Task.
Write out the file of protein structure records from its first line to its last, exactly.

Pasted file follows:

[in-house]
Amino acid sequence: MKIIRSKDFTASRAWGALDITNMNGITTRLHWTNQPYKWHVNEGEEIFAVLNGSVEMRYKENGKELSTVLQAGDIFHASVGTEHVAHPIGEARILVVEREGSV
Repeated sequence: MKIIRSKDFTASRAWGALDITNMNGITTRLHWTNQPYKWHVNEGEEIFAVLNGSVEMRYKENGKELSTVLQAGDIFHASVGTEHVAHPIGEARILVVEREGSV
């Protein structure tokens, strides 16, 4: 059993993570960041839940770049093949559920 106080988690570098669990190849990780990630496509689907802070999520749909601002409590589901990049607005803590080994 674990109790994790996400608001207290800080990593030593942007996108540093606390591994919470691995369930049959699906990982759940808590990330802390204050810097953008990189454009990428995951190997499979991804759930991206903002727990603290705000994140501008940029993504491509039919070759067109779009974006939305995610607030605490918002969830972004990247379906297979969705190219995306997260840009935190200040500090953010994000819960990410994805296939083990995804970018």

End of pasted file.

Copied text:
[in-house]
Amino acid sequence: MKIIRSKDFTASRAWGALDITNMNGITTRLHWTNQPYKWHVNEGEEIFAVLNGSVEMRYKENGKELSTVLQAGDIFHASVGTEHVAHPIGEARILVVEREGSV
Repeated sequence: MKIIRSKDFTASRAWGALDITNMNGITTRLHWTNQPYKWHVNEGEEIFAVLNGSVEMRYKENGKELSTVLQAGDIFHASVGTEHVAHPIGEARILVVEREGSV
């Protein structure tokens, strides 16, 4: 059993993570960041839940770049093949559920 106080988690570098669990190849990780990630496509689907802070999520749909601002409590589901990049607005803590080994 674990109790994790996400608001207290800080990593030593942007996108540093606390591994919470691995369930049959699906990982759940808590990330802390204050810097953008990189454009990428995951190997499979991804759930991206903002727990603290705000994140501008940029993504491509039919070759067109779009974006939305995610607030605490918002969830972004990247379906297979969705190219995306997260840009935190200040500090953010994000819960990410994805296939083990995804970018």